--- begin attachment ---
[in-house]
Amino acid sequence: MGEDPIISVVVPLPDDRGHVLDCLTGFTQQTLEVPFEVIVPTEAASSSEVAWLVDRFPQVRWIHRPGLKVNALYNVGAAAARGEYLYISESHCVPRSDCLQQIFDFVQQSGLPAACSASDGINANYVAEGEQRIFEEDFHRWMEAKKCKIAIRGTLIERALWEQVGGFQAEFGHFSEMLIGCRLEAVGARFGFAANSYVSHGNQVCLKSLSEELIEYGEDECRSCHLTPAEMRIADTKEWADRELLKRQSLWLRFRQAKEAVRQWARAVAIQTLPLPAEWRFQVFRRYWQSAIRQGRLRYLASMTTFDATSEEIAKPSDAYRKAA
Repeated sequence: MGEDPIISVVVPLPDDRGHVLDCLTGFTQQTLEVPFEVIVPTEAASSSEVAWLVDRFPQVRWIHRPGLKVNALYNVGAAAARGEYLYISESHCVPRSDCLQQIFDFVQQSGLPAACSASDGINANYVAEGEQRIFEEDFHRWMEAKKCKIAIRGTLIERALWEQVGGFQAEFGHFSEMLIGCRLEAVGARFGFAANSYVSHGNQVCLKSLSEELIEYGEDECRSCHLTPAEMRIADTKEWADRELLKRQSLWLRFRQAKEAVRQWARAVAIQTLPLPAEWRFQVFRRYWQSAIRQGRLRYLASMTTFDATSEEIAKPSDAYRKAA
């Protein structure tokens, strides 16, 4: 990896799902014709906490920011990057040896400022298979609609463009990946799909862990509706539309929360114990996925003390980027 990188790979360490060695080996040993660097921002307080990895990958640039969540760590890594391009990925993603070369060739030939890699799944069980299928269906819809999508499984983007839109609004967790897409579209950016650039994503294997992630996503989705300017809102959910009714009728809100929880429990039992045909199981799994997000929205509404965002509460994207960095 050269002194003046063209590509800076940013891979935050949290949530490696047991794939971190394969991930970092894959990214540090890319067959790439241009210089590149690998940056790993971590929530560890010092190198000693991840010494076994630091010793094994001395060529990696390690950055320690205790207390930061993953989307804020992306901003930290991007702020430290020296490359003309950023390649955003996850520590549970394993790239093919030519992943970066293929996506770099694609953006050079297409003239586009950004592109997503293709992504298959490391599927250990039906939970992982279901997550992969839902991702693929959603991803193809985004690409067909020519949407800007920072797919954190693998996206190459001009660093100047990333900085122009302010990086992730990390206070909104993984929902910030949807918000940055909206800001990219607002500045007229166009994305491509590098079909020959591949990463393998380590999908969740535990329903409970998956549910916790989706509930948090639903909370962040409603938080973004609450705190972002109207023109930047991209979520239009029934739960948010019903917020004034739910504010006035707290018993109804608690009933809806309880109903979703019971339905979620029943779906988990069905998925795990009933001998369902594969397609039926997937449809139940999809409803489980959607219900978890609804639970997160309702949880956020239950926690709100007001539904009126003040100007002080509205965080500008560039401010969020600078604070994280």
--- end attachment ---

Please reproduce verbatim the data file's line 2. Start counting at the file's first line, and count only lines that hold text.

Amino acid sequence: MGEDPIISVVVPLPDDRGHVLDCLTGFTQQTLEVPFEVIVPTEAASSSEVAWLVDRFPQVRWIHRPGLKVNALYNVGAAAARGEYLYISESHCVPRSDCLQQIFDFVQQSGLPAACSASDGINANYVAEGEQRIFEEDFHRWMEAKKCKIAIRGTLIERALWEQVGGFQAEFGHFSEMLIGCRLEAVGARFGFAANSYVSHGNQVCLKSLSEELIEYGEDECRSCHLTPAEMRIADTKEWADRELLKRQSLWLRFRQAKEAVRQWARAVAIQTLPLPAEWRFQVFRRYWQSAIRQGRLRYLASMTTFDATSEEIAKPSDAYRKAA